Nestle Announces Creation of Food Sciences Institute In Wake Of Federal Trade Commission Settlement

Oct 07, 2010   
Print Friendly, PDF & Email

On September 27, 2010, Nestle, S.A., (“Nestle”), announced the creation of Nestle Heath Science, S.A., a new wholly owned subsidiary, and the Nestle Institute of Health Sciences in an effort to better understand the role of foods in disease prevention. Nestlés announcement comes in the wake of its subsidiary, Nestle HealthCare Nutrition, Inc. (“Nestle HealthCare”), recent settlement with the Federal Trade Commission, (“FTC”), regarding the substantiation of its health related claims for its product BOOST Kid Essentials (“BOOST”), a childrens drink that contains probiotics, beneficial bacteria that are found in food and known for aiding digestion and fighting harmful bacteria.

Prior to the settlement, the FTC alleged in its complaint against Nestle HealthCare that Nestle HealthCare made deceptive claims in its advertisements for BOOST. The FTC alleged that the ads falsely claimed that the product could prevent upper respiratory infections in children, protect against colds and flu by strengthening the immune system, and reduce absences from school due to illness. As part of the settlement agreement, the FTC prohibited Nestle from making health related claims in the future unless those claims are based on competent and reliable scientific evidence consisting of at least two well-controlled human clinical studies.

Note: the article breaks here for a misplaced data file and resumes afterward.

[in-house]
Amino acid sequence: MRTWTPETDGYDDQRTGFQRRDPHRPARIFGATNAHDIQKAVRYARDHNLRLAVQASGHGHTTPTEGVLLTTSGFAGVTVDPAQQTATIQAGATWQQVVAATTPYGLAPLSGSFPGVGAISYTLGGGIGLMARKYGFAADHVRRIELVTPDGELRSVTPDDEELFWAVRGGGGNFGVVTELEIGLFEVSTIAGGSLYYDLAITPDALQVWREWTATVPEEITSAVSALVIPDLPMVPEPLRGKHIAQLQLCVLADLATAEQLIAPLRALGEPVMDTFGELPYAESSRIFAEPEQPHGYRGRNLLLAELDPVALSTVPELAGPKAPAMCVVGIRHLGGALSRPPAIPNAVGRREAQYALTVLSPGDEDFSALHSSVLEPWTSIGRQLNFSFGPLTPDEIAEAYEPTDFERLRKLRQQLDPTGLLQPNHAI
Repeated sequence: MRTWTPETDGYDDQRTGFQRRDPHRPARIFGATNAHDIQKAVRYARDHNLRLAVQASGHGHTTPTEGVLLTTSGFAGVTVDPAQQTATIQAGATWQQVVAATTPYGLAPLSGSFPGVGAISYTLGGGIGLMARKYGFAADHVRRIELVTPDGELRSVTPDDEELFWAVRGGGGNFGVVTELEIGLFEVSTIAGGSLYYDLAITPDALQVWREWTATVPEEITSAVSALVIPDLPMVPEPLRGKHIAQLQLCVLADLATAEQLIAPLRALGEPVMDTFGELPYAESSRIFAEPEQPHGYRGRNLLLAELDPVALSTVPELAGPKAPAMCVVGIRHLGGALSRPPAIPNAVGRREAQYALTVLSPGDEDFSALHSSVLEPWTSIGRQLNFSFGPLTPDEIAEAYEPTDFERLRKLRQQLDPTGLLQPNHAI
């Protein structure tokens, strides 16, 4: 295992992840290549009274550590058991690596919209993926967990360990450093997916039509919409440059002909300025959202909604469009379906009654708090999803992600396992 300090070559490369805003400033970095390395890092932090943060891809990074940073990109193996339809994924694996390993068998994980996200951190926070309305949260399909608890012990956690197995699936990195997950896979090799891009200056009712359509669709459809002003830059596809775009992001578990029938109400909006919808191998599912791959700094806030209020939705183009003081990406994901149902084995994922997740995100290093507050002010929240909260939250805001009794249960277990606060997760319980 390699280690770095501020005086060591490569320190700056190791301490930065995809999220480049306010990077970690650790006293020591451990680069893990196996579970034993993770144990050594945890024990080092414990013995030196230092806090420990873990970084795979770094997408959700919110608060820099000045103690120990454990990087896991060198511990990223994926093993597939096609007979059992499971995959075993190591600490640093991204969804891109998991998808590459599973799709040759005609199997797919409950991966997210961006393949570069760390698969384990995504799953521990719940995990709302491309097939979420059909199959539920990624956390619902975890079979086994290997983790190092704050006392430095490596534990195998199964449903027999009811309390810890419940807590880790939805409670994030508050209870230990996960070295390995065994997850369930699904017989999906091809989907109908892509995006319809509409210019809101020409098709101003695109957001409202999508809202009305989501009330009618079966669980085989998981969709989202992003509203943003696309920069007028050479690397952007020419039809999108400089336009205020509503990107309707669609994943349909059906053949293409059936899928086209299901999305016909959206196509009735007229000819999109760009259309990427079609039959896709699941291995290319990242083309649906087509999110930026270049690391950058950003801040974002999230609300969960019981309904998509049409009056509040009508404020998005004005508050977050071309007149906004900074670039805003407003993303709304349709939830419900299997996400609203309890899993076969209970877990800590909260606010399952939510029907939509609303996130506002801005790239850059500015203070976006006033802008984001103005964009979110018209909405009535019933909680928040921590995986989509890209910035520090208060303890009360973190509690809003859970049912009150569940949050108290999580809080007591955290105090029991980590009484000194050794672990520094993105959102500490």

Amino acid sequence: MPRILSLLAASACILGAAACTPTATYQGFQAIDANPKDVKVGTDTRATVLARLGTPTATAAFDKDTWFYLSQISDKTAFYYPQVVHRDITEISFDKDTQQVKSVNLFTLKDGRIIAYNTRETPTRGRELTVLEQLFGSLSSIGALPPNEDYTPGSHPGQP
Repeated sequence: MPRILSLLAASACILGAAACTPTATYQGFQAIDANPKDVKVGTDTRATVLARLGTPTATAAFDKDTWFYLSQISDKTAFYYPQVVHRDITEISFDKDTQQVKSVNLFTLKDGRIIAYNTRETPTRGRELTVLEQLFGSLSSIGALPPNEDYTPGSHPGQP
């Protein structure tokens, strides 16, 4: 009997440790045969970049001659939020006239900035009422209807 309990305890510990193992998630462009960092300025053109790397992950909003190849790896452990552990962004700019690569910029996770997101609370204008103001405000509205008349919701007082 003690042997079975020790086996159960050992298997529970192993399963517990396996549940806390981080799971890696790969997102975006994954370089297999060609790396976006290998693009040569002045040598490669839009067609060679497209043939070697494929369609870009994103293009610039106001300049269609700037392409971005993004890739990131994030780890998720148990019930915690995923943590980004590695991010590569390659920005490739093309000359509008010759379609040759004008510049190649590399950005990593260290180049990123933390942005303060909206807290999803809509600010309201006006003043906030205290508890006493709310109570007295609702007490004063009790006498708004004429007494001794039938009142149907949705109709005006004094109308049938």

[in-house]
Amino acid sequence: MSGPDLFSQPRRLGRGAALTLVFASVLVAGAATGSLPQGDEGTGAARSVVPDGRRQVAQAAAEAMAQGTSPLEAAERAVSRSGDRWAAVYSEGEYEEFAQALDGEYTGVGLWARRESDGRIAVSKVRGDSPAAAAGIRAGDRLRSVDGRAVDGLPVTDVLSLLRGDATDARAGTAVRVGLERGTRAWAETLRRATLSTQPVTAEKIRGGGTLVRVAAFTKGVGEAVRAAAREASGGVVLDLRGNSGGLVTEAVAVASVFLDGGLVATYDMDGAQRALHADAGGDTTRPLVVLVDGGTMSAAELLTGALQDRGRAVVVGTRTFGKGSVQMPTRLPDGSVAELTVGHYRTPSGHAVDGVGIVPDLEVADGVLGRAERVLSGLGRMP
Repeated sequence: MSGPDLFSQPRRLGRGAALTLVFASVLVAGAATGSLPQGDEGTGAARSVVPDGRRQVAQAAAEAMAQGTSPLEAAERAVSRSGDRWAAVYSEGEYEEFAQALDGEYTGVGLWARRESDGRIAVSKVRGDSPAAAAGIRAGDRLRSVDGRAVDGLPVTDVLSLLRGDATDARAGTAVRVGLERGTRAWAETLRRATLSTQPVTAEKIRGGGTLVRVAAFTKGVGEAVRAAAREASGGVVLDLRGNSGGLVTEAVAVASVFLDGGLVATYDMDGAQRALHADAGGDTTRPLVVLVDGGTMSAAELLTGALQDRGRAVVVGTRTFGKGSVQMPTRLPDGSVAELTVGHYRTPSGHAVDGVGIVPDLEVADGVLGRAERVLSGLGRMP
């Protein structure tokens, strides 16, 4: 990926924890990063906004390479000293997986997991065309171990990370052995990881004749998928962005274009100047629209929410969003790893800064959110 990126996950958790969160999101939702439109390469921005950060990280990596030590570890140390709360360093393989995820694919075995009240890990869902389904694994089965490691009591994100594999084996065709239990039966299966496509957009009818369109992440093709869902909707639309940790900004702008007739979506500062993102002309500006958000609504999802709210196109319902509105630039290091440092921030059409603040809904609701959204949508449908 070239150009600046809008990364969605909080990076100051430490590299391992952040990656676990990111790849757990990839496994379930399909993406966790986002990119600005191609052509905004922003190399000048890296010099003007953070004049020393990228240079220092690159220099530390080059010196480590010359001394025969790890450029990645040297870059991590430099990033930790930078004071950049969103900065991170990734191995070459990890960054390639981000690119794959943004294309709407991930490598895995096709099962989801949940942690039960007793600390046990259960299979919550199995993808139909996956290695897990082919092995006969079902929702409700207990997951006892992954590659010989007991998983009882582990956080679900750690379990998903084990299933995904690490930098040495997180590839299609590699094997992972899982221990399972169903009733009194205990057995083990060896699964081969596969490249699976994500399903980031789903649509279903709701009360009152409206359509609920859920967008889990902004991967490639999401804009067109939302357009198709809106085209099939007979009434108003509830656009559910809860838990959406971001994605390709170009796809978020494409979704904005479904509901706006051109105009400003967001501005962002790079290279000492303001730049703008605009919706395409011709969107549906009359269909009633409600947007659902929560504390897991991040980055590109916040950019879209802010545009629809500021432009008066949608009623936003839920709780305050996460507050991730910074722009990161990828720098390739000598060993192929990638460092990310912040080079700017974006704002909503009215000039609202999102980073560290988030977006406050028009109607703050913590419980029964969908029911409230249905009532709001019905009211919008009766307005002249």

According to Nestlés press release, the new Nestle Institute of Health Sciences, designed by Nestle to bridge the gap between the food and pharmaceuticals industries, will conduct biomedical research in an effort to find more effective and cost efficient ways to prevent and treat diseases such as diabetes and obesity. Nestle hopes to use the information obtained though this research to design nutritional strategies and products that will improve health and longevity.

One of the major problems that the health food industry faces is the ability to scientifically prove that its products work, i.e. treat or cure what the product is designed to relieve. With the FTCs recent announcement in the Nestle settlement that health related claims must be supported by at least two well-controlled human clinical studies, food manufacturers will find it more difficult to substantiate health related claims in their products. By establishing a food sciences institute, Nestle has created a venue that will allow it to conduct the clinical studies now required to substantiate health related claims made in its products.

For more information on FTC regulations and substantiation requirements, please contact us at